Software as a Medical Device (SaMD) - IMDRF Definition and Categorisation

Following the growing importance of technology in healthcare, Medical Devices have begun to play an increasingly important role in the further development of the life sciences landscape.

One of its more remarkable and fastest growing segments goes under the name Software as a Medical Device. This blog shares insight into the definition and categorisation, as used by the International Medical Device Regulators Forum.


International Medical Device Regulators Forum (IMDRF)

  • International forum founded in 2011 to discuss the future of medical device regulatory harmonisation.

  • Current members include Europe, USA, Australia, Brazil, Canada, China, Japan, Russia, Singapore and South Korea.

  • Not an authority providing regulations but nevertheless a notable player in the international medical device landscape

Software as a Medical Device (SaMD)

Following the growing importance of technology in healthcare, Medical Devices have begun to play an increasingly important role in the further development of the life sciences landscape. One of its more remarkable and fastest growing segments goes under the name Software as a Medical Device. The IMDRF defines Software as a Medical Device (SaMD) as follows:


“Software intended to be used for one or more medical purposes that perform these purposes without being part of a hardware medical device.”

Definition

Important to note when it comes to SaMD:

  • It can be used interfaced or in combination with products such as other SaMDs, general-purpose software and other medical devices

  • This definition includes both mobile apps and In-Vitro Diagnostic (IVD) Medical Devices

  • It can run on general computing platforms such as smartphones, computers, laptops…

Software cannot be considered SaMD when it is necessary for a hardware medical device to achieve its intended medical purpose or when the purpose of the software is to drive a hardware medical device.

Some examples of SaMD:

  • Software that performs image processing to detect diseases

  • Software that works as a treatment planning tool, supplying information

  • BMI, body fat and heart rate calculators

  • Software regulating installed medical devices (e.g. pacemaker) Examples

The SaMD landscape is mixture of both experienced medical device companies and newcomers unfamiliar with medical device regulations and terminologies that are developing a broad spectrum of applications. Unique in the way that it is part of a highly-connected, interactive and socio-technical environment, where frequent changes and modifications are implemented more quickly and efficiently.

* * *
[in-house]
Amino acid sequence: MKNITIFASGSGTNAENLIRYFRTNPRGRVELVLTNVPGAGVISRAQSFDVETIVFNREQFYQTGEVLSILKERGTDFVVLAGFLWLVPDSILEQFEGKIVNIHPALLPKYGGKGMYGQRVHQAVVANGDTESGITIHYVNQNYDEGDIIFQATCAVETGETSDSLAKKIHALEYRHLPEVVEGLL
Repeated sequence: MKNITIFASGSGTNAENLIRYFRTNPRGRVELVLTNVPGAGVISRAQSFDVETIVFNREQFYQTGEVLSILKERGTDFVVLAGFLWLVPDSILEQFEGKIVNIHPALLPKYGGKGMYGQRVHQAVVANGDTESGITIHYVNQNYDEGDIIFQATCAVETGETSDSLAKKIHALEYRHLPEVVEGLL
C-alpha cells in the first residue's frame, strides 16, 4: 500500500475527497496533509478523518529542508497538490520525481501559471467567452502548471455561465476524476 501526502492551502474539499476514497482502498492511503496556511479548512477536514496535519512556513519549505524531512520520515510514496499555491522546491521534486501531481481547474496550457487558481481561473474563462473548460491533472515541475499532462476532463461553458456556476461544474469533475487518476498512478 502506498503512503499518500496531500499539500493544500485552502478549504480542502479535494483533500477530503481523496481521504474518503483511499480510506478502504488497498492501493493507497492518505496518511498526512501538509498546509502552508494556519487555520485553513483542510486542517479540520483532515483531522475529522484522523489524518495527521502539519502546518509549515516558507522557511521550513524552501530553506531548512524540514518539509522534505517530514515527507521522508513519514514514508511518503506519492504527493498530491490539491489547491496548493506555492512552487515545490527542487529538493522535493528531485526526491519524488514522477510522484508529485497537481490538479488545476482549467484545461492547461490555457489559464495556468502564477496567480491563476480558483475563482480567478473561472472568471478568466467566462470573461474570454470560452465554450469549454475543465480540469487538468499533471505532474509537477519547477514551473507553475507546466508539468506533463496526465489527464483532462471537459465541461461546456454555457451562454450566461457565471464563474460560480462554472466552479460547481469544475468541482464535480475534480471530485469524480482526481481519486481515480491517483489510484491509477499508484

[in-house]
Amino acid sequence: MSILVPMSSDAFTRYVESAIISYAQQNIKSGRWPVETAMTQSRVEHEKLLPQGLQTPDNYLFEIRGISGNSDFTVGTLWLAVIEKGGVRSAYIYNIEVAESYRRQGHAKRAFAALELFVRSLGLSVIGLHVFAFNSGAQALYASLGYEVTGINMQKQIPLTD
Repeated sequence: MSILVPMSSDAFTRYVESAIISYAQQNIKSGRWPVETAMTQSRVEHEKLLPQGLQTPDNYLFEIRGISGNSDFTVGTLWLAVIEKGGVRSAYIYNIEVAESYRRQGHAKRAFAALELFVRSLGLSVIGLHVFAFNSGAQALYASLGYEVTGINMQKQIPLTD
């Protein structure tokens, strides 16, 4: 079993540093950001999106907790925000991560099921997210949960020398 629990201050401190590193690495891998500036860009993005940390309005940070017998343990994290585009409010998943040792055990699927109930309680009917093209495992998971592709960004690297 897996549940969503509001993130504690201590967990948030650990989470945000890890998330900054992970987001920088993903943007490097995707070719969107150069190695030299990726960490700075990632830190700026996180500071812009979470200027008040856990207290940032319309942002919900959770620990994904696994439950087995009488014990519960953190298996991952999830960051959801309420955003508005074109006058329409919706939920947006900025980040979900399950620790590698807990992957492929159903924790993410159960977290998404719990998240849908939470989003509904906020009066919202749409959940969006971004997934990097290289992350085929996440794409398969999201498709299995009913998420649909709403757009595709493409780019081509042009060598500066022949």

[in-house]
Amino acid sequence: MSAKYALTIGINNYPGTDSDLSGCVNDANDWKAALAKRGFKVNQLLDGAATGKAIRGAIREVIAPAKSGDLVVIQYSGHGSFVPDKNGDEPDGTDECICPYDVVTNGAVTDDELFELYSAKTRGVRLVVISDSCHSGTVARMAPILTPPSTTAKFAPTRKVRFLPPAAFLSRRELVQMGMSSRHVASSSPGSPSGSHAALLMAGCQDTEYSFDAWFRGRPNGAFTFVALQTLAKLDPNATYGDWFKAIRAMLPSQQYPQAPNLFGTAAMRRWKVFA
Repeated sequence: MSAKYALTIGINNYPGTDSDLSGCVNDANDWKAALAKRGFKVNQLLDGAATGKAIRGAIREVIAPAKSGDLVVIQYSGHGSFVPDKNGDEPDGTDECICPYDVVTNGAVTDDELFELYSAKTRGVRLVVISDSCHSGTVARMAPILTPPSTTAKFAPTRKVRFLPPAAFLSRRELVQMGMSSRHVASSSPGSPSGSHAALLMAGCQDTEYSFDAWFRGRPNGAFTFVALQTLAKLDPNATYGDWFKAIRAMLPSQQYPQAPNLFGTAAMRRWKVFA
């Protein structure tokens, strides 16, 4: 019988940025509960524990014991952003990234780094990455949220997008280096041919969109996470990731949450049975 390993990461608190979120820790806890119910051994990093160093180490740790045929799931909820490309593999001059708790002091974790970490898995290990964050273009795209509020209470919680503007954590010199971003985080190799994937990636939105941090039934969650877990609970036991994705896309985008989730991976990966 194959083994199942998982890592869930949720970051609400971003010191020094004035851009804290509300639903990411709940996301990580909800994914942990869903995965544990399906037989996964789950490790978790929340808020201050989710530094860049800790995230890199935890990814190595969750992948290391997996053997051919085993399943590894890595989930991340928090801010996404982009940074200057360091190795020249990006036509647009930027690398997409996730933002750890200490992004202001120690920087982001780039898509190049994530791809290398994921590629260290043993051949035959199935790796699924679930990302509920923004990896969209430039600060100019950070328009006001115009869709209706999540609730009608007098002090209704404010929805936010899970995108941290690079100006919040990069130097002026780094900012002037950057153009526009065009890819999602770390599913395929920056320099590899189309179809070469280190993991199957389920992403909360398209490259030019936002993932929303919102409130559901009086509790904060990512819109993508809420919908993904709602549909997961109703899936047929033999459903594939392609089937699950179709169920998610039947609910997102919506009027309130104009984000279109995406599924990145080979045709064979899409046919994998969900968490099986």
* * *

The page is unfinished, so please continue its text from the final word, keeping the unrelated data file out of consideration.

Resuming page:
Categorisation IMDRF Categorisation of SaMD



Category IV Criteria

  • Provides information to treat or diagnose a disease/conditions in a critical situation or condition and is considered to be of very high impact.

Examples

  • SaMD that is used to perform diagnostic analysis for making treatment decisions in patients with acute stroke.

  • SaMD that calculates the fractal dimension of a lesion and the surrounding skin to provide diagnosis or identify if the lesion is malignant or benign.


Category III Criteria

  • Provides information to treat/diagnose a disease/conditions in a serious situation or condition and is considered to be of high impact.

  • Provides information to drive clinical management of a disease or conditions in a critical situation or condition and is considered to be of high impact.

Examples

  • SaMD that uses the microphone of a smart device to detect interrupted breathing during sleep and sounds a tone to rouse the sleeper.

  • SaMD intended to serve as a radiation treatment planning system as an aid in treatment by using patient information and provides specific parameters tailored for a particular tumour and patient.

Category II Criteria

  • Provides information to treat/diagnose a disease or conditions in a non-serious situation or condition and is considered to be of medium impact.

  • Provides information to drive clinical management of a disease or conditions in a serious situation or condition and is considered to be of medium impact.

  • Provides information to inform clinical management for a disease or conditions in a critical situation or condition and is considered to be of medium impact.

Examples

  • SaMD that analyzes heart rate intended for a clinician as an aid in diagnosis of arrhythmia.

  • SaMD that uses data from individuals for predicting risk score for developing stroke or heart disease for creating prevention or interventional strategies

Category I Criteria

  • Provides information to drive clinical management of a disease or conditions in a non-serious situation or condition and is considered to be of low impact.

  • Provides information to inform clinical management for a disease or conditions in a serious situation or condition and is considered to be of low impact.

  • Provides information to inform clinical management for a disease or conditions in a non- serious situation or condition and is considered to be of low impact.

Examples

  • SaMD that sends ECG rate, walking speed, heart rate, elapsed distance, and location for an exercise-based cardiac rehabilitation to a server for monitoring by a qualified professional.

  • SaMD that collects data from peak-flow meter and symptom diaries to provide information to anticipate an occurrence of an asthma episode.


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